First yacht symposium offers support for industry, tips for crew

Dec 5, 2013 by Lucy Chabot Reed

Ft. Lauderdale Mayor Jack Seiler opened the first Fort Lauderdale Yachting Symposium in October by telling the audience of crew and business owners how important the yachting industry is to the city.

“This industry is so vitally important to the city of Ft. Lauderdale,” he said. “We are all sensing that we have turned a corner. There’s optimism again.”

Seiler noted that as the economy has rebounded, so has the city, which has seen 18 months of increases in home prices, the median home price increase 21 percent to $255,000, and home sales that are up 11 percent in the second quarter.

Unemployment, too, has declined, and he cited statistics for the city, county and state.

“There is no better job than a job in the marine industry because of its ability to sustain a family,” Seiler said. “You can’t support a family on a tourism job salary. Don’t get me wrong; tourism is great for the local economy and for sales tax revenues, but it doesn’t sustain a community.

“That’s why we want the marine industry to come back,” he said. “The marine industry is not just about the wealthy; it’s about an impact that crosses all economic sectors. Your success is so important to our community.”

Seiler ticked off several projects that have or will benefit yachts in Ft. Lauderdale, including the dredging of 3 miles of the Intracoastal from the 17th Street bridge to just before Sunrise Boulevard bridge, slated to begin this spring. The city will dredge into Bahia Mar, Las Olas and Hall of Fame marinas.

“Dredging the ICW without that is like building I-95 with no off ramps,” he said. “We have to do it.”

And as for the 54th annual Ft. Lauderdale International Boat Show held each fall, he assured attendees that the city would not allow anything to hinder or hamper it.

“No event that we hold in the state of Florida has the economic impact of the Ft. Lauderdale International Boat Show,” he said. “Nothing will happen to Bahia Mar that will impact the boat show. We are committed to the boat show and to you all succeeding.”

In parting, he urged attendees to e-mail him with ideas on how the city can support the yachting industry,

“No good idea starts in government,” he said. “E-mail me.”

The full-day Fort Lauderdale Yachting Symposium held on Oct. 3 included more than 30 speakers in panel discussions on topics ranging from crew training and leadership to provisioning and shipyards. It was organized by King’s Institute of Private Service.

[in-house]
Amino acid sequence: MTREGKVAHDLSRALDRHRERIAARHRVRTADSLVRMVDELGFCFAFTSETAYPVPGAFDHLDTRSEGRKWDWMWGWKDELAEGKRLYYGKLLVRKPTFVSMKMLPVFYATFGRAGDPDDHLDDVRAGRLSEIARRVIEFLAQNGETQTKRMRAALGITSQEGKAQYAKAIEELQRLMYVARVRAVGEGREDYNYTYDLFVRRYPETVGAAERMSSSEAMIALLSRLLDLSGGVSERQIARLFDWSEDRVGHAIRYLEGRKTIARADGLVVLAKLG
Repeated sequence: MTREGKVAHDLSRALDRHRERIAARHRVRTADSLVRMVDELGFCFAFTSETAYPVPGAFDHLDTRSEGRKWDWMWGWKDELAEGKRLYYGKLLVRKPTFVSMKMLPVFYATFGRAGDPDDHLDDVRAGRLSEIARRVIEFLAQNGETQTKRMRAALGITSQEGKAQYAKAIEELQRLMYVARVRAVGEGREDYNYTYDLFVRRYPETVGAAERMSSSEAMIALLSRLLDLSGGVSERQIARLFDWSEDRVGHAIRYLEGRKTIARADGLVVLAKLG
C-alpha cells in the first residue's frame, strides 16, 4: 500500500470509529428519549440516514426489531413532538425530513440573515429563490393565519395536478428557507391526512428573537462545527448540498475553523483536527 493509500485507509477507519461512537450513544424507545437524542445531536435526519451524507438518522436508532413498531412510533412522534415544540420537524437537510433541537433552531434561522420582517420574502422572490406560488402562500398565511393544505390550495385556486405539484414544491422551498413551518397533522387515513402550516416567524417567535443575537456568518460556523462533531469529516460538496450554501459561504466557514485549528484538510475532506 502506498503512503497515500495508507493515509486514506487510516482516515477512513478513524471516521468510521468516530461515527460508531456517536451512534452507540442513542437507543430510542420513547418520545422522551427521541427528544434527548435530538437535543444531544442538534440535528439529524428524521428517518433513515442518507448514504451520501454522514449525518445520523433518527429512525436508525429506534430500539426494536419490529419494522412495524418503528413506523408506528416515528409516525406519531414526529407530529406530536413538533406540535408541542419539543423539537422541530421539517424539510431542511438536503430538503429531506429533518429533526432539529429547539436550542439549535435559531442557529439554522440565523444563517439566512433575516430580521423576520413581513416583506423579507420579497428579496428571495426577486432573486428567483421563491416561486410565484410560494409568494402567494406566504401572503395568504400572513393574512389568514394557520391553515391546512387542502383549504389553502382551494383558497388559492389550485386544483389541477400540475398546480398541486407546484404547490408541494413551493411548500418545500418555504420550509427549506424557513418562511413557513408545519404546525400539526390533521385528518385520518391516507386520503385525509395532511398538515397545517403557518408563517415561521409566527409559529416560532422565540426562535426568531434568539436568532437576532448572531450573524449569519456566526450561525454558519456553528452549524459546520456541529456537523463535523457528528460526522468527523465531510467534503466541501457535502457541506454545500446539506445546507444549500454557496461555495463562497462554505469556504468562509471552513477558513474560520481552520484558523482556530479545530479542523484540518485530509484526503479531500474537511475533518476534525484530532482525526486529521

In another session, crew placement agents offered tips and advice for young crew.

Resume tips

  • Have a clear objective. This is who I am, what I can offer the program and what I want. Not money.
  • Take the time and expense to produce a professional-looking resume. Spell check it, get a professional photo taken. Our industry is about perfection and attention to detail.
  • Make it easy to read. Bullet points, some bold headers.
  • Make sure it is readable on electronic mediums. Bullet points are vitally important.

What not to do

  • Don’t wear much cologne or perfume.
  • Don’t use social media-type photos. Facial recognition is key.
  • Don’t let people searching you on the Internet find your social media pages. Learn how to change your privacy settings so it’s not visible.
  • Don’t work for the money. Build your career; the money will come.
  • Don’t show up for an interview in beach attire; first impressions matter.
  • Don’t use a fun-sounding e-mail address. Change it to a professional-sounding one.
  • Don’t jump job to job. Develop longevity with a minimum of a year, but it really should be longer. Interview the vessel so it’s a good fit for you.
  • Don’t expect to move to a senior position without putting time in. Learn your job and do it well, then move up.
  • Don’t ask about the salary or time off in your job interview. Educate yourself about the job and the yacht. Ask your placement agent for help there, and with the salary range you can expect.
  • Don’t dress inappropriately. Dress for the job you want. Less than 10 percent of crew have an appropriate professional photograph.

Career advice

  • Focus on the path you want. Invest in your career. Have ENG1 and STCW done when you walk in.
  • Be a team player. Work together to make everyone’s job flow.
  • Be positive. This is the hospitality industry. Smile. Think positively.
  • Find a mentor. Getting perspective on yourself or your career objective isn’t easy with someone on your boat. You need an external perspective.
  • Have a good attitude. People who succeed in this industry want to help others and make others happy. This is a service industry. Keep your work; that’s your most valuable asset. This is a very small industry. Break your word once and it gets around.


Lucy Chabot Reed is editor of The Triton. Comments are welcome:


About Lucy Chabot Reed

Lucy Chabot Reed is publisher and founding editor of The Triton.

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